There are many Nigerians in Chicago and nearly all are Yoruba.  A large number of cab drivers are Nigerian (see my post of August 19, 2012).   Most seem to be Christian though many are Muslim.  Yorubas and Ibos assimilate well among other Africans.  I have only had Hausa cab drivers on a few occasions.  All – from the north (mainly Maiduguri) – have been in that tiny minority of Christians.  All left Nigeria because of persecution and violence.  Given the strategic location of Nigeria (coastal West Africa) and its tactical resources (mainly oil), this is one country we should really want to understand . . . . .

So You Think You’re Glib?

Can you talk for one minute – 60 seconds – non-stop?  Yeah, I can too. I’m a lawyer.  However, can you talk for 60 seconds, non-stop without saying a word that contains the letter “A”?  Think about it.  Try it. . . . this is a good one for kids. . . . .    

I’m sure there are combinations of words and sentences that will accomplish this objective (Hebrew and Arabic contain no vowels – hence no “a”).  For me though, the easiest way to do this is to go “one two three four five six seven eight nine ten eleven twelve. . . .” and on up to one hundred.  The first “a” you will encounter is “hundred and one.”  It’ll take you about 60 seconds to get up to the number 75 . . . .  Ta daaaaah!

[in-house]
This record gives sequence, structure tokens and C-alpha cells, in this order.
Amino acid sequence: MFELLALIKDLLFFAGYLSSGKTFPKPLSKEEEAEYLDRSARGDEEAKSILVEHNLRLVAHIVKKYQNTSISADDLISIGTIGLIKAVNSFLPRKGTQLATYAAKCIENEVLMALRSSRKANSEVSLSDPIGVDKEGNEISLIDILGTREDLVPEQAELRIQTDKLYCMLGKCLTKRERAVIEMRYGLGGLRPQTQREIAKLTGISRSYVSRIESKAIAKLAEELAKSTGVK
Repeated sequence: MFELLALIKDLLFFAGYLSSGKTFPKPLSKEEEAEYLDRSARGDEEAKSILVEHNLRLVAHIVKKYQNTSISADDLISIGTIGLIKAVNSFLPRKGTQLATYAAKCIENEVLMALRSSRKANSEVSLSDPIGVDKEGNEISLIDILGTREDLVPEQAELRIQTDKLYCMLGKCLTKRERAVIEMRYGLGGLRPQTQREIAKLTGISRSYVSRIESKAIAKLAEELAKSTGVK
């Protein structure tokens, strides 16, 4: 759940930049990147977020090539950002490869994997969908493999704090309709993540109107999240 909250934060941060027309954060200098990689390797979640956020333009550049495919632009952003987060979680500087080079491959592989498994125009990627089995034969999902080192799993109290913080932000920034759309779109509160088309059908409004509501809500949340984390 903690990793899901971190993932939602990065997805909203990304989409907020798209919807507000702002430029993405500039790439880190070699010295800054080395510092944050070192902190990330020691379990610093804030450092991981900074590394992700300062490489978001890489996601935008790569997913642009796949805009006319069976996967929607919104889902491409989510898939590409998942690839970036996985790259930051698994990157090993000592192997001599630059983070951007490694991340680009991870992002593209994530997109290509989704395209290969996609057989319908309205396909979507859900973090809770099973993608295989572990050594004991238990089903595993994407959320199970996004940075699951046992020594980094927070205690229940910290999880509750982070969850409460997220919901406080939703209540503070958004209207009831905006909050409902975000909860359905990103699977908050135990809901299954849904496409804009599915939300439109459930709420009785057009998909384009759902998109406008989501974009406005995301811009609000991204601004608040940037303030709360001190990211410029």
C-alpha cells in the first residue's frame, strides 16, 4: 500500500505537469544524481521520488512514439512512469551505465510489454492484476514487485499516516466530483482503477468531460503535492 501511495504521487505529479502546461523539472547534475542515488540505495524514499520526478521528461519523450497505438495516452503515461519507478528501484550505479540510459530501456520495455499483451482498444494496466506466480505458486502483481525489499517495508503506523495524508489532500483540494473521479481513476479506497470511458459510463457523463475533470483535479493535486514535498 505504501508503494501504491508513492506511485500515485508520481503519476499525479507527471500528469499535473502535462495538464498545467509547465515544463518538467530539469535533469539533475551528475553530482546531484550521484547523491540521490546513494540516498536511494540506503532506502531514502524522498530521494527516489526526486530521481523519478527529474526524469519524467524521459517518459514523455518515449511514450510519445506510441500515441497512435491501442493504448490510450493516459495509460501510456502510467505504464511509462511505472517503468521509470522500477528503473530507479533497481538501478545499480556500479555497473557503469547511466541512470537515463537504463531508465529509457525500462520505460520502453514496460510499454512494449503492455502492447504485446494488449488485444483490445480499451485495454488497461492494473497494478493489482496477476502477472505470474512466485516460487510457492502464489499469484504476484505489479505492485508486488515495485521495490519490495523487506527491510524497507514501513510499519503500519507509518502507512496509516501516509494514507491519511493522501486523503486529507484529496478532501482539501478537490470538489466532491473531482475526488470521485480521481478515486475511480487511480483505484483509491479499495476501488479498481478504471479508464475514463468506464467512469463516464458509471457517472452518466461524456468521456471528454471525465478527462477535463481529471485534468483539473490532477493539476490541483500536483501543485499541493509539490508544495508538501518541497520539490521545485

So the Guy Who Wanted a Brownie. . .

So the guy who was on his deathbed called his three best friends together – a priest, a doctor and a lawyer.  “My friends,” he said “I’ve decided that I want to take my money with me.  I’m giving each of you an envelope containing $300,000 in cash.  Just before they close my coffin, I want you to throw in the envelope.  I will be happy because I’m taking my money with me.” 

The friends solemnly agreed and a short time later the man passed away.  At the funeral, each of the friends stepped up and tossed his envelope into the coffin — just as it was being closed.   After the funeral, the three friends gathered to have a drink.  After a moment, the priest broke down and tearfully said “I have a confession.  I took $50,000 out of the envelope to give to a homeless shelter.”  With that, the doctor broke down and sobbed “I have a confession — I took $100,000 for medical equipment for the childrens’ hospital.” 

The lawyer’s eyes narrowed.  His stoic face turned to a frown.  “I am ashamed of you.  Ashamed!  Taking money like that.  I want you to know that I put my personal check in that envelope for the full $300,000. . . . .”